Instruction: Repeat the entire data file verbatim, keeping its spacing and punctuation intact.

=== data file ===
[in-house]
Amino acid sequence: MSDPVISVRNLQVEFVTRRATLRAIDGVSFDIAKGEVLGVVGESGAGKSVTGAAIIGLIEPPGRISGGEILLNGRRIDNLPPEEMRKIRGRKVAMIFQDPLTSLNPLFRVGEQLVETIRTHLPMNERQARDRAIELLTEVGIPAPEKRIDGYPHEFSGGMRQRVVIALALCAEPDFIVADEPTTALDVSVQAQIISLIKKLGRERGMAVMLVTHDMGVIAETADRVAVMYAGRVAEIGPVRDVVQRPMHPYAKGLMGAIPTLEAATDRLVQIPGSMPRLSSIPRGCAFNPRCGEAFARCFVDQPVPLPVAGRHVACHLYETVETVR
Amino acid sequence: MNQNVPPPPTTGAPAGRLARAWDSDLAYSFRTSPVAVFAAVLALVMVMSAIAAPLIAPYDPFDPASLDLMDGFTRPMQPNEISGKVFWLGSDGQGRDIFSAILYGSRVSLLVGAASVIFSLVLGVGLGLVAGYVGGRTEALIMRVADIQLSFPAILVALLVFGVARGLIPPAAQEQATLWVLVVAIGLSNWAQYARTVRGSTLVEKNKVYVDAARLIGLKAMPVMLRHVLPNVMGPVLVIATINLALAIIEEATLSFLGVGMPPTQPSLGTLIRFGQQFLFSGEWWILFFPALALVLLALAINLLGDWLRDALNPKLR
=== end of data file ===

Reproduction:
[in-house]
Amino acid sequence: MSDPVISVRNLQVEFVTRRATLRAIDGVSFDIAKGEVLGVVGESGAGKSVTGAAIIGLIEPPGRISGGEILLNGRRIDNLPPEEMRKIRGRKVAMIFQDPLTSLNPLFRVGEQLVETIRTHLPMNERQARDRAIELLTEVGIPAPEKRIDGYPHEFSGGMRQRVVIALALCAEPDFIVADEPTTALDVSVQAQIISLIKKLGRERGMAVMLVTHDMGVIAETADRVAVMYAGRVAEIGPVRDVVQRPMHPYAKGLMGAIPTLEAATDRLVQIPGSMPRLSSIPRGCAFNPRCGEAFARCFVDQPVPLPVAGRHVACHLYETVETVR
Amino acid sequence: MNQNVPPPPTTGAPAGRLARAWDSDLAYSFRTSPVAVFAAVLALVMVMSAIAAPLIAPYDPFDPASLDLMDGFTRPMQPNEISGKVFWLGSDGQGRDIFSAILYGSRVSLLVGAASVIFSLVLGVGLGLVAGYVGGRTEALIMRVADIQLSFPAILVALLVFGVARGLIPPAAQEQATLWVLVVAIGLSNWAQYARTVRGSTLVEKNKVYVDAARLIGLKAMPVMLRHVLPNVMGPVLVIATINLALAIIEEATLSFLGVGMPPTQPSLGTLIRFGQQFLFSGEWWILFFPALALVLLALAINLLGDWLRDALNPKLR